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Rancher: Ecology fight a ‘victory’

Matthew Weaver
Dayton, Wash., rancher Joe Lemire considers the 8-1 ruling against him in the Washington State Superior Court a victory, as it galvanized the cattle industry into activity. Lemire says he'd do it all again, "in a New York minute."

DAYTON, Wash. — A cattle rancher says the Washington Supreme Court’s ruling against him last year was actually a victory.

“We don’t feel that we really lost,” Joe Lemire said. “It galvanized all of our supporters. They’re all together, they visit and they talk.”

In August, the court ruled that conditions on Lemire’s Dayton, Wash., operation were recognized causes of livestock fecal matter and sediment getting into water, and that neighboring Pataha Creek was polluted.

Ecology was not required to show that conditions on Lemire’s farm were a proximate cause of pollution in the creek, Justice Debra Stephens wrote at the time.

Had the ruling been more divided, 5-4 or 6-3, Lemire might have thought the opposition had a point, he said.

“With an 8-1 decision, it was very obvious some of the judges did not read the evidence we presented,” he said.

Lemire, 71, reduced his herd from 29 to 25 cow-calf pairs because he is aging and not because of Ecology, he said. He keeps them on either side of the creek. He removed them from pastures near the creek two months earlier last winter, increasing feed costs.

“We expect to hear from them again, there’s no doubt in my mind,” he said. “Our legal team is still standing by.”

Brook Beeler, spokesperson for Ecology, says the agency reached out to Lemire’s attorney to follow up on the original order to build fencing to protect the creek.

“We do not have confirmation that any farm practice changes have been made to protect water quality,” Beeler said. “We believe that we can work with Mr. Lemire to find an approach that benefits his operation and protects clean water.”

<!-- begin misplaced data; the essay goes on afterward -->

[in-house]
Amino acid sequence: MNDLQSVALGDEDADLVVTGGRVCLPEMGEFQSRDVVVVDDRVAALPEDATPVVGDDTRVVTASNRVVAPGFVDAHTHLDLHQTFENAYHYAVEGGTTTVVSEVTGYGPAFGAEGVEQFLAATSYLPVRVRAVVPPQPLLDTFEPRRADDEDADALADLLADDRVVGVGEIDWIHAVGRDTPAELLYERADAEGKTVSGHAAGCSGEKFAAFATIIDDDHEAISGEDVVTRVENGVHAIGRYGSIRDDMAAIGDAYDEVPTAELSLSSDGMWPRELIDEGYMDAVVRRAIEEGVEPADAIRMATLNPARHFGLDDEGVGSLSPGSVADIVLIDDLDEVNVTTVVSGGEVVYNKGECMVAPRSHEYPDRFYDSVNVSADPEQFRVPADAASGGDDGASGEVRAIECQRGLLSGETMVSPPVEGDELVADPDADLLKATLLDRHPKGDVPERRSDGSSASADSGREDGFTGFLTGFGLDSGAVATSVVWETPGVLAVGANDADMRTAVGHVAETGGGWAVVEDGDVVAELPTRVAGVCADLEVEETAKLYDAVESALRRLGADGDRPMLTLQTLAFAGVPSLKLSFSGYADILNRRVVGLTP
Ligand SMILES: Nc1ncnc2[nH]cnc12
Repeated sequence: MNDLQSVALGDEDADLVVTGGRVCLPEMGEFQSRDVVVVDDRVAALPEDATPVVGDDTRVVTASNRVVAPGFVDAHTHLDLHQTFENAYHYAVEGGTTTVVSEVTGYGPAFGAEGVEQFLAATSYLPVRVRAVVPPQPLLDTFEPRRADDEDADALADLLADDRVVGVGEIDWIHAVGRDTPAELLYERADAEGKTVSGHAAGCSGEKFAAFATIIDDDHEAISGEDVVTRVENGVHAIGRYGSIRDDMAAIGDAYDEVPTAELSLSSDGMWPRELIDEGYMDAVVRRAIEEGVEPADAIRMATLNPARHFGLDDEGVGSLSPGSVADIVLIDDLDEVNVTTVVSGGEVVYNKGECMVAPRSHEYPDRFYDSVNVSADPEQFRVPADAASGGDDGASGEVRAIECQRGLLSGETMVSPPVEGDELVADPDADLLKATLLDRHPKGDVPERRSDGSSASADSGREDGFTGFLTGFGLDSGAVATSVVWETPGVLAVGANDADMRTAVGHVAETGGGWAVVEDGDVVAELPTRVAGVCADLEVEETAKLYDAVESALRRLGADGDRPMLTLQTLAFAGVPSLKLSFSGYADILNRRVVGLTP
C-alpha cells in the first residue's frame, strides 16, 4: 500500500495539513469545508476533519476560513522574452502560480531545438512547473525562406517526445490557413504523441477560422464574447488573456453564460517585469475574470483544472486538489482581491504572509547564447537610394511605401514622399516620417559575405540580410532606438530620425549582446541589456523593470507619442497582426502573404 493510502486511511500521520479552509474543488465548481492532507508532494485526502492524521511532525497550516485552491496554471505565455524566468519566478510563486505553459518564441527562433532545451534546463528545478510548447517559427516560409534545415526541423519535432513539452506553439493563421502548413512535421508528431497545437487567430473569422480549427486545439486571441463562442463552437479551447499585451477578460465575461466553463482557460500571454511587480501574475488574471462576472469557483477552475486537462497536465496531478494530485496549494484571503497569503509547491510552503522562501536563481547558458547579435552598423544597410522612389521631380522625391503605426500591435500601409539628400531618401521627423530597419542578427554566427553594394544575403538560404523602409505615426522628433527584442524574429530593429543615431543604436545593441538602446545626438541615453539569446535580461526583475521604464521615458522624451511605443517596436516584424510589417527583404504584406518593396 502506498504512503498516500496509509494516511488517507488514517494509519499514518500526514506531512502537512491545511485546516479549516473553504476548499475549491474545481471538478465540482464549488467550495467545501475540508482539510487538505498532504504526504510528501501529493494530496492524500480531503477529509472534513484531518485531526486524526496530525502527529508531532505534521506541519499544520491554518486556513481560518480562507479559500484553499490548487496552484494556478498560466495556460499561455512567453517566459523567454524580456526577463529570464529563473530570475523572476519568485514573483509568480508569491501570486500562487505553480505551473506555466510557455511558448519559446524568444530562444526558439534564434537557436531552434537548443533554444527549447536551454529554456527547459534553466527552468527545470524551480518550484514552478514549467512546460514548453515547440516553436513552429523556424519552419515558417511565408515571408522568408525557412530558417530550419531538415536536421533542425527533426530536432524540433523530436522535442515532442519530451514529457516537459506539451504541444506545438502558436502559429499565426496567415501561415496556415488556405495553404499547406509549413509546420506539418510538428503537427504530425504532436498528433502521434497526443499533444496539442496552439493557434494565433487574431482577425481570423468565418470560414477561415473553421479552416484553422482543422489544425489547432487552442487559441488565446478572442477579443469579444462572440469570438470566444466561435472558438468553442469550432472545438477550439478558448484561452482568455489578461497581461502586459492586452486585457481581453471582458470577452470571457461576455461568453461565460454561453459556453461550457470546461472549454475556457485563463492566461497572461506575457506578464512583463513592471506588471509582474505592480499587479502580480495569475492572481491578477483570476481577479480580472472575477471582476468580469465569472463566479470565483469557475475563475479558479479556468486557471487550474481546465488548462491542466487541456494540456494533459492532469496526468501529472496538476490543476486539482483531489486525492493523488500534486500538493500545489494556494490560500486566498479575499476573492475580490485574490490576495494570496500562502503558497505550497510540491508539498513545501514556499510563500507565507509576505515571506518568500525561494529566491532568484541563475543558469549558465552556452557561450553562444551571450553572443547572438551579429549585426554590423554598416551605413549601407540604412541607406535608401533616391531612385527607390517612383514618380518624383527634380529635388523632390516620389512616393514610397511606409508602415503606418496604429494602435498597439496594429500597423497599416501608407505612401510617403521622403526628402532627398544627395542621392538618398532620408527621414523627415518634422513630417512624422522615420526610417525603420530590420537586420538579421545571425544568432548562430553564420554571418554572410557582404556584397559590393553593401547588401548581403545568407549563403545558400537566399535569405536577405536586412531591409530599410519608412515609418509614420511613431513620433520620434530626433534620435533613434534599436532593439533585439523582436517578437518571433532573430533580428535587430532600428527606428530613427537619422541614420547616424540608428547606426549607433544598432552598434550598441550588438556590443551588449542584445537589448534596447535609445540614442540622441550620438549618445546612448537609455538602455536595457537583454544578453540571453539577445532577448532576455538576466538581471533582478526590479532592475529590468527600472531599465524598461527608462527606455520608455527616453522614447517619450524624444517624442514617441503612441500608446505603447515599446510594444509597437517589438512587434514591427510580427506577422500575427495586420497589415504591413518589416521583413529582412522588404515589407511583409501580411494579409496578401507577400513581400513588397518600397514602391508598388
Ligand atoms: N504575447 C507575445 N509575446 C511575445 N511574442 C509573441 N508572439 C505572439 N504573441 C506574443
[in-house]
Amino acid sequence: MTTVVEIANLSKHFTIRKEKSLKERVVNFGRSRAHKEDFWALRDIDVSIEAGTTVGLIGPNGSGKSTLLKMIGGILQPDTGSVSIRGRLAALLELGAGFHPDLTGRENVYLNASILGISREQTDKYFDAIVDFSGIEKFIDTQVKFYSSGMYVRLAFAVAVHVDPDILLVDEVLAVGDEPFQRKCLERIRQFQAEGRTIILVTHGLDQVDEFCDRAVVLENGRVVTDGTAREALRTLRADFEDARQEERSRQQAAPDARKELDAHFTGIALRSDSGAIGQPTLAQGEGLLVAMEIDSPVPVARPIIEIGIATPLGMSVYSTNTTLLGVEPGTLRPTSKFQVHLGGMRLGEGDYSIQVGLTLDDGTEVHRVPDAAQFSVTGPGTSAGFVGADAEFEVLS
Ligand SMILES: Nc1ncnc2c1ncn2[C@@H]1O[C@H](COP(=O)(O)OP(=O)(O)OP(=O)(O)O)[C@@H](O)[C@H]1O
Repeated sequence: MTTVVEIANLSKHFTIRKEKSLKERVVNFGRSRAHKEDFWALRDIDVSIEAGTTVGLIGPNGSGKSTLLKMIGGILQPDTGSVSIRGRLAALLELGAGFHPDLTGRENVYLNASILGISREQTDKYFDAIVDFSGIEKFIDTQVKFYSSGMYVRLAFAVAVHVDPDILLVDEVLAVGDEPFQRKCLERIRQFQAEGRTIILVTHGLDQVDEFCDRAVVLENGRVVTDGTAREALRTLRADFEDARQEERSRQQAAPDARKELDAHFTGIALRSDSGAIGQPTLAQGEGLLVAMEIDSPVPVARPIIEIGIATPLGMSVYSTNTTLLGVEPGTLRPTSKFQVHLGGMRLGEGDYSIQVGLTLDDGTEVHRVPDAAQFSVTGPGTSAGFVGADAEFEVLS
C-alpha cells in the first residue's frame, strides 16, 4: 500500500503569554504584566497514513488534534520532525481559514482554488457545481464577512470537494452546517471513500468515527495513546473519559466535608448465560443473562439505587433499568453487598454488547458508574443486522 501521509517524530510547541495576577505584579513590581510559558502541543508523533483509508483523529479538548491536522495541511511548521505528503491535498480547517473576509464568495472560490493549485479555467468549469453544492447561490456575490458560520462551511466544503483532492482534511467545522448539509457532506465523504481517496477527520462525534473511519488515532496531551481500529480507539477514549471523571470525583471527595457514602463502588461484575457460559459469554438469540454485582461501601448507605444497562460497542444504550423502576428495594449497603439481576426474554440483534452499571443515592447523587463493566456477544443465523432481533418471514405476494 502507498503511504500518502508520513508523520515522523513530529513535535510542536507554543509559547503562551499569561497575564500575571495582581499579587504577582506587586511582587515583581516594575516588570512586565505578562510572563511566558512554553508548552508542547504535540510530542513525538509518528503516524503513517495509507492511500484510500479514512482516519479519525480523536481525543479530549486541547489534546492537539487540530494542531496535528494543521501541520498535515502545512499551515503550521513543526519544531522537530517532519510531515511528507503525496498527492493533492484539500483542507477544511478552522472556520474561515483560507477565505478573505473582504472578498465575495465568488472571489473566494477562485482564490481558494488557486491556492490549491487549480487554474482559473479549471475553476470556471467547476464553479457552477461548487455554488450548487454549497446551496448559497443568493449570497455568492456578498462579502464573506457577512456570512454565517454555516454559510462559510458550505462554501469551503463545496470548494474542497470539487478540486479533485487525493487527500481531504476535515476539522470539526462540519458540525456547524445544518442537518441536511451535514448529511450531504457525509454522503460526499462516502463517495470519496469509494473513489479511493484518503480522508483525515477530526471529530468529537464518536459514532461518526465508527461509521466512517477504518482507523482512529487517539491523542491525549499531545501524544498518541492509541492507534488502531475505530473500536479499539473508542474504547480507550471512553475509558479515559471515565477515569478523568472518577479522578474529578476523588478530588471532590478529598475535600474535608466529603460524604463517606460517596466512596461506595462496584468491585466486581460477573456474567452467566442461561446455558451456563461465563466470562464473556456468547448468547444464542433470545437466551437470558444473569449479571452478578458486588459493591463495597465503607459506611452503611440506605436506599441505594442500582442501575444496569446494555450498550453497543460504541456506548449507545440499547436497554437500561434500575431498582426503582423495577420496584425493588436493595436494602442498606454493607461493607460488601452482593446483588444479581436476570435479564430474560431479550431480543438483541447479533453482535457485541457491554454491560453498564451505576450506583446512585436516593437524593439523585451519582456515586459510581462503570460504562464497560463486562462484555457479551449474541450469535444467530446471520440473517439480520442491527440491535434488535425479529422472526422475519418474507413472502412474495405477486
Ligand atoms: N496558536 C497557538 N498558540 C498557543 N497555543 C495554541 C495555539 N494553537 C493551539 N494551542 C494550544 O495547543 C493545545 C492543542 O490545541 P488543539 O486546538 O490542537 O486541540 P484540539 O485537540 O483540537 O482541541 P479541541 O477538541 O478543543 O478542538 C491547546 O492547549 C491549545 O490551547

Toni Meacham, Lemire’s attorney and the executive director of the Washington Agriculture Legal Foundation, said there have been discussions with the agency, but nothing is concrete, Meacham said.

When asked if he had to do it over again, Lemire said he would challenge Ecology “in a New York minute.” He would focus on constitutional issues with Ecology’s orders.

Lemire estimates the lawsuit cost his operation $30,000. With a tremendous amount of financial support from the industry, his attorney bills — roughly $100,000 — are paid, he said.

“Every dollar that went into the lawsuit is a dollar that we can’t spend caring for our cattle,” Lemire’s longtime companion, Margaret McVicker, said.

Even if all manageable animals and human interactions were halted, the waters would still not meet Ecology standards all the time, McVicker said.

“It’s not that they want clean water, they want pristine water,” she said.

Lemire is watching several bills in the state legislature that would require a more scientific approach in Ecology’s decision making. He’s less certain something will come out of a new agriculture advisory committee for Ecology.

“It’s the same old stuff from Ecology,” he said, blaming longtime staff several levels beneath the director for setting the agency’s policy. “These people are not sincere with what they’re doing. They’ve got a goal. They haven’t bent, I don’t think they will.”

Meacham said the advisory committee is a huge step forward and that the Lemire case was likely a factor.

“Lemire helped wake the industry up to what can and will happen if the industry doesn’t stand up for property rights,” she said.



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